Let’s step back for a moment and consider the origins of the problem more fully.  The causes are diverse; that’s part of the reason it’s so challenging to resolve.  The subprime situation touches all market participants.

I think we should dig deeper into this issue of regulatory involvement.  Not for the purposes of assigning blame, however, but in order to consider how regulators can work together more effectively going forward. To begin with, it’s useful to consider the historic role of the states.

2. The history of state consumer protection
The states have always been active in financial regulation. And historically, states like New York have been zealous in protecting consumers.   
The first major actions against mortgage lenders, like Delta Funding, Household and Ameriquest, were state initiatives.   The NY attorney general and the Banking Department played in a lead role in all of them.  The Ameriquest settlement last year was a landmark victory for consumers, with $295 million of the $325 million settlement being earmarked for borrower restitution.   
And New York was one of the first states to recognize the subprime storm clouds gathering on the horizon. Our anti-predatory lending law in 2000 was among the first in the nation.
Other state and local jurisdictions followed suit, and a multitude of anti-predatory lending laws developed across the country.  These laws may not have been perfect.  But they were sincere and relevant attempts to protect consumers and to elevate the mortgage lending issue in public debate.
It has been suggested that these various state responses became a compliance nightmare for industry.  I’m not here to debate whether that was the case or not.  One thing I do know is that unfortunately too often the federal regulators – instead of cooperating and joining the state –  thwarted state efforts and tried to block their efforts by asserting preemption.  
But I think Barney Frank’s bill is a good start and it should be a lively debate over issues like duty of care, preemption, and assignee liability.
We also need a concerted effort toward greater cooperation between federal and state regulators.  And I am hopeful in this regard. I was glad to hear OTS Director John Reich’s remarks this morning about cooperation between the OTS and state supervisors.

3. Examples of cooperative state solutions
Let me share with you three examples of how state regulators are cooperating in developing solutions.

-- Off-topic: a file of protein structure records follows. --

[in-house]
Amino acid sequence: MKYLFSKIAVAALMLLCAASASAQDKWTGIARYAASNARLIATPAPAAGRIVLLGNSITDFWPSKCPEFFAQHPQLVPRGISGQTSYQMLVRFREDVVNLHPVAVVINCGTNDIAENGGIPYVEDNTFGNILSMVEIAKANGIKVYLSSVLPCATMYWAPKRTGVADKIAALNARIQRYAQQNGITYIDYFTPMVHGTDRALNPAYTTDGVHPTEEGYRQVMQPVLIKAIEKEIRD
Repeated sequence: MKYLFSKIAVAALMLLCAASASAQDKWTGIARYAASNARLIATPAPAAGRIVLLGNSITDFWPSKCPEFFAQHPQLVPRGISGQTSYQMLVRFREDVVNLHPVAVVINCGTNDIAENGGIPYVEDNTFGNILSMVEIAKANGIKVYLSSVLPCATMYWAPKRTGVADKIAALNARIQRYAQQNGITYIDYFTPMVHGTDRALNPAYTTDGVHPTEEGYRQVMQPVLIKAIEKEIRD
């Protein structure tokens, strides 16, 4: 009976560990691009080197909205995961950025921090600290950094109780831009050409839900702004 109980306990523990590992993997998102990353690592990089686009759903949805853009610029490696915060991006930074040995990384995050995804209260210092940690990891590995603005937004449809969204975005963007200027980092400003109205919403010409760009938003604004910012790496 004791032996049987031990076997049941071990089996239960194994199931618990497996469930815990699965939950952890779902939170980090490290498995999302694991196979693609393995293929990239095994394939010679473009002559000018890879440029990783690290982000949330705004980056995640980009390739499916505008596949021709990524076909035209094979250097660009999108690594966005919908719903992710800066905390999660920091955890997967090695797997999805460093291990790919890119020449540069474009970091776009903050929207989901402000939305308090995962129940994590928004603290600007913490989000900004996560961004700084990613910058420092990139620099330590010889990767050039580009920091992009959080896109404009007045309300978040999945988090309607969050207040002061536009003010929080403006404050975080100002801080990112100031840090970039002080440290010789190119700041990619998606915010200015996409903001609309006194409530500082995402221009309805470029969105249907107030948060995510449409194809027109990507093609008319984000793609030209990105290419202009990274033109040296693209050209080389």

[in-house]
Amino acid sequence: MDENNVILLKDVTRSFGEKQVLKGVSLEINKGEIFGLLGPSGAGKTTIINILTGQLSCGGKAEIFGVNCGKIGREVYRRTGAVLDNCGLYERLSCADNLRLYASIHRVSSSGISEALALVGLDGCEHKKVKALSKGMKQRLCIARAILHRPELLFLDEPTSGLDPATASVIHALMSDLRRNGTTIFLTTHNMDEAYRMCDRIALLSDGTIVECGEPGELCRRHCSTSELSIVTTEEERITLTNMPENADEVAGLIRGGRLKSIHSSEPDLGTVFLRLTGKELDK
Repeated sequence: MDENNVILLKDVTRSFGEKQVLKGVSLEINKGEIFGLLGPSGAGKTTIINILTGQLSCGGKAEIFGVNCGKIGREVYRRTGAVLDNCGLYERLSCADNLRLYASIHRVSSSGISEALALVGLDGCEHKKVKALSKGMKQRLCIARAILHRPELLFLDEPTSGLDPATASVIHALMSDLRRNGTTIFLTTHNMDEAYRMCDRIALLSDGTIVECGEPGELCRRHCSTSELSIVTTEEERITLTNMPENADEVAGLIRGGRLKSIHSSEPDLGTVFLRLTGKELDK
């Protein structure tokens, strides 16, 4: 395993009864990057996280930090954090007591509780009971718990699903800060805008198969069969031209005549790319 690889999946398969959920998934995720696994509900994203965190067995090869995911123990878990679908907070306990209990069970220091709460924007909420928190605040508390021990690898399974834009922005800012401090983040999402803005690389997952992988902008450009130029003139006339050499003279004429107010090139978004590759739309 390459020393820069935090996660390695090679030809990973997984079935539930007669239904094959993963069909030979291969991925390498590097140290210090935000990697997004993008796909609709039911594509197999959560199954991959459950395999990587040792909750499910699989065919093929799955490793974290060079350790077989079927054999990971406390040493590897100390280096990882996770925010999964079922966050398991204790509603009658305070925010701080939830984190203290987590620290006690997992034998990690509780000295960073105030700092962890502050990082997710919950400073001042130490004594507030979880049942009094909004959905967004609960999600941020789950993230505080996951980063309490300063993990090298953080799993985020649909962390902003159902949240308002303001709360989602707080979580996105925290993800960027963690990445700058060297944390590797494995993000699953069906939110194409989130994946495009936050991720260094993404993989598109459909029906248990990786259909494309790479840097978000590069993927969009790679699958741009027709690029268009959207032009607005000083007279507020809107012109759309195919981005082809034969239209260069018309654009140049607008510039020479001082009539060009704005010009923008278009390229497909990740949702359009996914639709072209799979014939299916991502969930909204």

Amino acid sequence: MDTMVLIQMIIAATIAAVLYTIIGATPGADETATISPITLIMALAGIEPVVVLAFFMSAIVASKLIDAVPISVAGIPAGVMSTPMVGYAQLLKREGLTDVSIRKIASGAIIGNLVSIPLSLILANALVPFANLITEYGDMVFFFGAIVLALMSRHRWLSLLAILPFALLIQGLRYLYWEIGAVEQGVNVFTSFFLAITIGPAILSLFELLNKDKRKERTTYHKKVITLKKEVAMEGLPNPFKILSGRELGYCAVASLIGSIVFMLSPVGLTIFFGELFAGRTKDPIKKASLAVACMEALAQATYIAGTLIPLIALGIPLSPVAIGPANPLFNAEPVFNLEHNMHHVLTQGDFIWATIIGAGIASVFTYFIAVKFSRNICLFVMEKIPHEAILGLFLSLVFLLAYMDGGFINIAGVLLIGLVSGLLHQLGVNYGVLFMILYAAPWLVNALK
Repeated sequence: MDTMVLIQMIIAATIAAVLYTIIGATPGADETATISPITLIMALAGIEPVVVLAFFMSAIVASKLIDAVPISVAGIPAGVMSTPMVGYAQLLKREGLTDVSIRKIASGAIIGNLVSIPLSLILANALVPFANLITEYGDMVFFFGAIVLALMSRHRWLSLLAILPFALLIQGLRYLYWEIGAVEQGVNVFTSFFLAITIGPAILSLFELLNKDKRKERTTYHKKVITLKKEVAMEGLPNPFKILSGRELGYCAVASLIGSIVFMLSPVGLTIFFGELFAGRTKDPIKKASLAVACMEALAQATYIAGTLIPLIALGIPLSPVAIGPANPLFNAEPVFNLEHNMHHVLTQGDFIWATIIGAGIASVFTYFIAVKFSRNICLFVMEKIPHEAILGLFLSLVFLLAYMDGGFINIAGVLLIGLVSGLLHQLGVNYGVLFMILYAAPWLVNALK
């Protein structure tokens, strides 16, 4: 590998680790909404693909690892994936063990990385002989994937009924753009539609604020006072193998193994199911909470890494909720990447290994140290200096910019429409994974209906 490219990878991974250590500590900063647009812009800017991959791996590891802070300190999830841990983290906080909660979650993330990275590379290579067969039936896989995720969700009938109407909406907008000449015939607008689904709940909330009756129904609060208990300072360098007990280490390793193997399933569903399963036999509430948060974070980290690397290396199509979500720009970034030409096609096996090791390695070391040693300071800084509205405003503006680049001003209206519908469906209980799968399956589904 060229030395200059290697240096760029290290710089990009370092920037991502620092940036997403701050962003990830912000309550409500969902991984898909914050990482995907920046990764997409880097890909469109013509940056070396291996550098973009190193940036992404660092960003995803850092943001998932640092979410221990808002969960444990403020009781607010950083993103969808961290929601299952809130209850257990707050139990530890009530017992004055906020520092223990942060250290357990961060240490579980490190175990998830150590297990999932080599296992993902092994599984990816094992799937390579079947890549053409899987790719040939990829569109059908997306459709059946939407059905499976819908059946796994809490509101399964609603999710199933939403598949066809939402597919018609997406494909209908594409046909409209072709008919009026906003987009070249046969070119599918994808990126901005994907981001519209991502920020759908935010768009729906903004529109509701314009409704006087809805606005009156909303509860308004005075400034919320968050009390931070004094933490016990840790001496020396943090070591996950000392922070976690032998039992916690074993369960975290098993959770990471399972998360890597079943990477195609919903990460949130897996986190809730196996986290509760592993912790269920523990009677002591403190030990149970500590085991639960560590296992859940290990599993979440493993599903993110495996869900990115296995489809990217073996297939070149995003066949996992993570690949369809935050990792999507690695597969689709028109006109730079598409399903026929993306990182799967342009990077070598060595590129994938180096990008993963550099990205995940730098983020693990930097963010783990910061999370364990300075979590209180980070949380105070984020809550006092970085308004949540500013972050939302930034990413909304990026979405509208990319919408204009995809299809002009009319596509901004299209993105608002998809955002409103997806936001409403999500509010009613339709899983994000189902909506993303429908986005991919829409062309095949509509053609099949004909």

CONCLUSION

I’ve outlined some concrete steps that we have taken to protect consumers and restore market discipline.  There’s still much work to be done, but the subprime situation will be resolved.  We may not be able to say when, but I’m confident it will end.  

For now, we can all admit that the depth of the subprime problem took us by surprise, at least to some extent.  The rapid growth of the subprime sector had been a warning sign to many.  But it mushroomed into a global problem almost overnight, at a speed that alarmed us all.  I hope that lessons learned from this turmoil in the mortgage market will leave us all better prepared to anticipate future challenges.

We never know where the next test for the market will come from.  There are so many areas to watch- whether it’s in credit card lending, student loans, mobile banking technologies, or reverse mortgages marketed to the elderly.   There’s always the potential for misaligned interests to crop up, and regulators need to stay ahead of the curve.  We can meet these challenges best when there is cooperation, between the state and federal government and among the various states.

And constructive relationships between regulators and industry are equally vital.  That’s why I’m so pleased to be at this convention, and I hope that you will share your ideas.   I also look forward to providing continuing updates on the Department’s priorities and current activities in the future.    The issue of the moment may change, but my open door policy is a standing invitation. 

Thank you.